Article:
Click on this map to find your local health centre. The health centre will probably have around six doctors and you may not see the same one each time you visit, although in some centres you can book to see the same doctor, particuarly if you are in ongoing treatment. Find a doctor with his or her own practice through the phone book or by personal recommendation.
Doctors may offer both private and state healthcare; make sure you are clear which type of healthcare you want. There may be separate surgery times for private and state patients. You should be given a leaflet called Carta de Derechos y Deberes (Charter of Rights and Obligations) that sets out your rights as a patient. You usually make an appointment to see a doctor at a health centre although doctors with individual practice may offer a first-come-first-served basis. You have the right to be accompanied by a friend or relative during consultations. You can change doctors easily, just by re-registering.
Going to see a specialist
If you want to be seen by a medical specialist in Spain you’ll need to be referred by a family doctor. If you have private health insurance, you’ll be able to see a specialist much faster than going through the public system.
In an emergency you can go straight to a hospital A&E or ER (Urgencias).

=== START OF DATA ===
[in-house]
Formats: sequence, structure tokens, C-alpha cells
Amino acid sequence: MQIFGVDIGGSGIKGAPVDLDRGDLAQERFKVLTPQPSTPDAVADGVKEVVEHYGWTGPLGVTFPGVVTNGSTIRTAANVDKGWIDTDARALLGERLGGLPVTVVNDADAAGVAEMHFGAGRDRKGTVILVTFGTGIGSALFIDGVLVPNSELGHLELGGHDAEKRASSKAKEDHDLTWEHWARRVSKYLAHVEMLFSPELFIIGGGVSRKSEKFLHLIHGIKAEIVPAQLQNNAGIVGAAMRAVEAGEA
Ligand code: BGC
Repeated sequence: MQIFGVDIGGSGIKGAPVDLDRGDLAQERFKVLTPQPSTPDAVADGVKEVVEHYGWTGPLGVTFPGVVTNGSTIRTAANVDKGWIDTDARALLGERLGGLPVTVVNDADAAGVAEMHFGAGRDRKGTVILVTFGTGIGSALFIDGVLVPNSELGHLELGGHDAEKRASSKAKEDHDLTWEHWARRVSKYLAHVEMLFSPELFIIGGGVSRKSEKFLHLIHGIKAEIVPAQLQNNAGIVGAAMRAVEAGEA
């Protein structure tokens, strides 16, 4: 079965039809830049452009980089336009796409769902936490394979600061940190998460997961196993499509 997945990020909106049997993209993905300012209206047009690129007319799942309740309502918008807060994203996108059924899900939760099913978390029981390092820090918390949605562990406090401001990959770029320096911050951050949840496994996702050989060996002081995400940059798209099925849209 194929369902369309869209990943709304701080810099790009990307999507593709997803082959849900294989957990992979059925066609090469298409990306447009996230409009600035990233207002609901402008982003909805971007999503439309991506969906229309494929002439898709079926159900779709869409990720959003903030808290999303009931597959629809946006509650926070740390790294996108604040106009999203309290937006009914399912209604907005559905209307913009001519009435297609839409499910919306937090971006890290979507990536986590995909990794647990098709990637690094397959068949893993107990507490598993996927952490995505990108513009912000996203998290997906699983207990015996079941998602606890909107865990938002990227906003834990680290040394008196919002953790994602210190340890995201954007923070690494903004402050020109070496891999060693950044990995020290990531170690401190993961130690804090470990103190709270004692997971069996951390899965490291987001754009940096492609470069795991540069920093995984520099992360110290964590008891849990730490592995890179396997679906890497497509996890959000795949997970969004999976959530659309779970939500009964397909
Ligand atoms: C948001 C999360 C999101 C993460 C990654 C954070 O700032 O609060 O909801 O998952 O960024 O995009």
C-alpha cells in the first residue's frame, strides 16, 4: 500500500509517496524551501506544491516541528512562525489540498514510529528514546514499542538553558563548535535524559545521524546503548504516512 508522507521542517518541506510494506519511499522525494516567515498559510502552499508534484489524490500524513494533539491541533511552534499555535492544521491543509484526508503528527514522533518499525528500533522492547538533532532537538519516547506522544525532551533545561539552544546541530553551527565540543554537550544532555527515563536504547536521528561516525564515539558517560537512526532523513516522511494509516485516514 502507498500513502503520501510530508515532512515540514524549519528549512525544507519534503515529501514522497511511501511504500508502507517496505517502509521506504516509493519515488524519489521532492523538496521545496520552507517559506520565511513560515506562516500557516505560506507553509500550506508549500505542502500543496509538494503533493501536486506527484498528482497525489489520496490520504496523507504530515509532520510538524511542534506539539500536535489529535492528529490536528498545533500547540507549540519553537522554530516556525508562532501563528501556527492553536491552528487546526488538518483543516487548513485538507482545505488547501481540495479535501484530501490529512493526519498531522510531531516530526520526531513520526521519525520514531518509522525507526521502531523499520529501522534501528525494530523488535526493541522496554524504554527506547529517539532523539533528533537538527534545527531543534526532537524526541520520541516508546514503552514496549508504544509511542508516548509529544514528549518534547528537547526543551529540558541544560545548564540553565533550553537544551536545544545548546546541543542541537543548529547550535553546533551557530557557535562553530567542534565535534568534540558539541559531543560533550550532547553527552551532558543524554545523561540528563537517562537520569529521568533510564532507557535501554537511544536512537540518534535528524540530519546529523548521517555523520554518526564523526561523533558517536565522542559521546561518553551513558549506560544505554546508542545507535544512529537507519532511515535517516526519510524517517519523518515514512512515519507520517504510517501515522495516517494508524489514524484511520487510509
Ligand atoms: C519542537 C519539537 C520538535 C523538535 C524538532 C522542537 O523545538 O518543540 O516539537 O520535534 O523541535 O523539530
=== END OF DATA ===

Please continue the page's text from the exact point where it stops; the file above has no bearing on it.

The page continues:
If you want to get any other type of hospital treatment, you’ll need a referral from a doctor. There are public and private hospitals. Only the public hospitals provide free treatment. Some hospitals offer both private (privado) and state healthcare services (asistencia sanitaria pública), so make sure the staff knows which service you want.
When you go to hospital you’ll need to show your social security card or proof of private insurance.
If you are discharged from a hospital and need medication, you have to take the hospital medical report to a pharmacy for the prescription to be fulfilled, as hospital doctors don’t issue prescriptions.
Pharmacies in Spain
You can take a prescription to any pharmacy (farmacia). Look for a shop with a large green cross sign outside.
Pharmacy opening hours
Pharmacies are usually open Monday to Friday from 9.30am to 2pm and 5pm to 9.30pm, and Saturdays 9.30am to 2pm. There’s usually a notice on the pharmacy window or door with details of the nearest 24-hour pharmacy (farmacia de guardia) – or you can find a list of pharmacies online.
Prescription charges in Spain
You have to pay a percentage of the cost of prescription medicines, and the cost is non-refundable. How much you pay depends on your income and whether you are of working age or a state pensioner. For example, if you are of working age and your annual income is less than EUR 18,000 you have to pay 40 percent of the cost of the medication. If your income is between EUR 18,000 and 100,000 you pay 50 percent, and if it’s over EUR 100,000 then you pay 60 percent. State pensioners pay 10 percent unless their income is over EUR 100,000, in which case they also pay 60 percent. You can find out more about this co-payment system, in Spanish, here.
Registered pharmacists can also provide health consultations and guidance on health matters.
Visiting the dentist in Spain